I’m an engineer of sorts…I don’t hold an engineering degree but my entire post-military working life has been designing, writing, testing and explaining software and computer systems. There is a natural dynamic between the messaging folks (marketing) and the engineers. We techies like to know what’s what and make our own decisions. Marketing’s job is, as we see it, to spiff up, deflect, and entice. That might be fine for the hoi polloi, but we engineers like to think we’re immune to such blandishments.
Well, of course we aren’t, marketing is a powerful force and here to stay, but it sets my heart all aflutter to encounter a company like Glenfarclas. To say they are transparent about how they create their product would be an understatement. This starts at their website, which is professional but not the most visually stunning. It’s probably considered a couple years behind the times as far as design, yet I appreciate it for the amount of information they place at your fingertips. It is amazing. Furthermore, their brand ambassador manning the email trenches is similarly forthcoming (thank you, Myriam). This is a huge benefit to those of us who want to know just what it is we are drinking, how it is made, why it tastes as it does.
Integrity and competence are a good combination
John and George Grant, the 5th & 6th generation of the family concern, can get away with their transparency due to the quality of the product. (Spoiler alert: I liked it.) There is no need to deflect or spiff up the product, as it is produced at a high quality — and at a quite reasonable price. Around the soggy Northwestern US, the Glenfarclas 12-year will set you back $45. That’s a competitive category and filled with lesser whiskies. If you’re wondering how they manage that price point, I’d take two wild guesses:
- As a family concern (private unlimited company), they can set long-range plans without worrying about stockholders’ meetings.
- They don’t spend a ton of dough on marketing or product packaging. It’s straightforward.
So, what sort of whisky is it? And how does it compare to some other sherry-forward selections? Read on.
How it is made
An hour spent on the Glenfarclas web site provides a rather complete lesson in the process of whisky-making. In “From the Grain to the Glass” they provide specifics on temperatures, humidity, sources of ingredients, etc. This proves a point, which they make explicit in the commentary: it’s one thing to know the recipe; the knowledge to execute it and do so consistently is key. These folks are quite confident that their expertise is a competitive advantage.
The ingredients to Glenfarclas are:
- Barley malt, from one of the central ‘maltsters.’ Probably Scottish in origin, not always. This is extremely common in modern Scotch-making.
- Spring water. This is a Speyside distillery and the peatiness of the water is unlikely to be as pronounced as from some Islay distillers. At least, that’s the expectation…
- Copper pot stills. No surprise here.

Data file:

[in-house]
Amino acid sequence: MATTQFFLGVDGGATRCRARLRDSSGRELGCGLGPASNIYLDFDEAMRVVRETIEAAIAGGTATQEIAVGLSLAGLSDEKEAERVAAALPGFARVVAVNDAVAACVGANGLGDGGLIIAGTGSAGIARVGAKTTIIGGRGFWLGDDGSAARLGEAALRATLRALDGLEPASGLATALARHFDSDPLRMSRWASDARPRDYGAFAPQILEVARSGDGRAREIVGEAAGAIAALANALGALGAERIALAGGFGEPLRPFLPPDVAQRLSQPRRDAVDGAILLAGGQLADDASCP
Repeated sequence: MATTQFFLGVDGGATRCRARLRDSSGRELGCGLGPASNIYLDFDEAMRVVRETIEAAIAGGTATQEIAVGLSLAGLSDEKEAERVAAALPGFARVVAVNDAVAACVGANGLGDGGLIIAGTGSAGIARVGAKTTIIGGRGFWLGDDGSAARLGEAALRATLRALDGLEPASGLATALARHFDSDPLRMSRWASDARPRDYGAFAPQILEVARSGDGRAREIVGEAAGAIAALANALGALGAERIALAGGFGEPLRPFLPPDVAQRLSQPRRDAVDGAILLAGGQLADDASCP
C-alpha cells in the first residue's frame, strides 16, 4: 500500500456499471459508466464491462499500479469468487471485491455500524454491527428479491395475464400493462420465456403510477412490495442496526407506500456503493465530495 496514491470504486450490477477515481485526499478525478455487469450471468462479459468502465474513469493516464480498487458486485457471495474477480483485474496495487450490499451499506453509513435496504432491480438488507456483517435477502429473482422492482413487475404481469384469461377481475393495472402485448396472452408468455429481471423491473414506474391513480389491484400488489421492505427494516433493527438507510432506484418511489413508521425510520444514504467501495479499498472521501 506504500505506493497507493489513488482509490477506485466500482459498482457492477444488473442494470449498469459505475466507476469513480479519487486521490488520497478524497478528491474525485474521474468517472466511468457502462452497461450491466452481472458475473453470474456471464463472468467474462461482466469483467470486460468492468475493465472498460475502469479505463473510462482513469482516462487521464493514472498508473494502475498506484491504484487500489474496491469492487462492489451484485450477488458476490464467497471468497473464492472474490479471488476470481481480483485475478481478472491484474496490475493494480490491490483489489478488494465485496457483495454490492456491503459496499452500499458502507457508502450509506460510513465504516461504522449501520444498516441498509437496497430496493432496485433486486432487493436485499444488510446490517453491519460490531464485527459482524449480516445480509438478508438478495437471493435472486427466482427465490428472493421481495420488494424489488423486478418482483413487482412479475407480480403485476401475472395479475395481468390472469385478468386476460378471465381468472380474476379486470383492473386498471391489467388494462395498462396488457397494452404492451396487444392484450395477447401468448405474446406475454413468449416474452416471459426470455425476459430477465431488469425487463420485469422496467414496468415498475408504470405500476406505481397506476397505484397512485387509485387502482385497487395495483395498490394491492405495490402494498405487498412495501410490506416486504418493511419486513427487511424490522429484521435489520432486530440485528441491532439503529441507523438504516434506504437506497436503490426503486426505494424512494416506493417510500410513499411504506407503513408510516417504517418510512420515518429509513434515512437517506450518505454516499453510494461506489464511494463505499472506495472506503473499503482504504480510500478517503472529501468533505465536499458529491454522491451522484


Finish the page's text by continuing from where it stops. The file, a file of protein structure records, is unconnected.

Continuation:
- Ex-Oloroso sherry casks (250 and 500 liter); there are no ex-bourbon casks used. These are charred and the core range sees first and second-fill only; they use as many as four fills for malts heading to blends.
The Glenfarclas materials note that they use old, stone-walled, dirt-floored ‘dunnage’ warehouses, where their casks are stacked no more than 3 high. Eight years is their minimum aging, though currently a 10 is their youngest offering in the single malt. Lastly, they bottle at 43% and state that coloration is due to the casks, not an additive.
Glenfarclas 12-year old Speyside single malt, 43% ABV
Nose: Granite and earthy (not smoky) peat predominates. My bottle is at cellar temp, so allowing the glass to warm in the hand reveals more earth, but also malt and toffee.
Palate: Honeysuckle leads with vanilla. It is smooth, with oak tannins building at the back of the tongue.
Finish: The balance is towards the oak’s tannins but not unpleasant and there are no off-putting notes whatsoever. It’s been a couple minutes and I can still taste that earthiness. (N.B. the earthiness fades after being opened a week).
Bottom line: Considering the casking is 100% Oloroso, this is no sherry bomb. Clearly, the new-make spirit has a lot of character going into maturation, and that results in a whisky for grown-ups. I’d feel confident serving this to any of the malt-heads on my block (and we have a number). This is certainly going on my always-in-house list. It’s going to be interesting to compare how forward the oak is in the 17-year, which I have standing by.
The Macallan Test – or is it the Bunnahabhain test?
The handful of folks who have followed this blog (thank you!) know I hold The Macallan in high esteem. It’s a whisky produced with consistent high quality and finesse, secured by their control over the production and preparation of their casks. It’s pricey, about $60 around here, and Edrington Group spends a fair bit of cash on advertising and splashy websites (which have less info now than they did a couple years back, grrrr.) Would I like to find a whisky that could take the place of The Macallan (always on the shelf here) for a chunk less? You bet. I still have a couple kids to put through college.
Compared to Macallan’s 12, the Glenfarclas 12 has more peat on in the nose and finish versus The Macallan — the latter having a sweeter and less oak-forward palate. The Macallan is more of a C-Class Mercedes, while the Glenfarclas is the Range Rover — sophisticated but still a bit burly in the edges.
And that brings it right into Bunnahabhain territory — another whisky with an earthy-peat nose. Bunna is one of my faves and remains so, with more thickness in the palate along with earthiness and a better balanced oak character. It’s also 50% more expensive. I think the Glenfarclas 12 can hold its own in my whisky cabinet.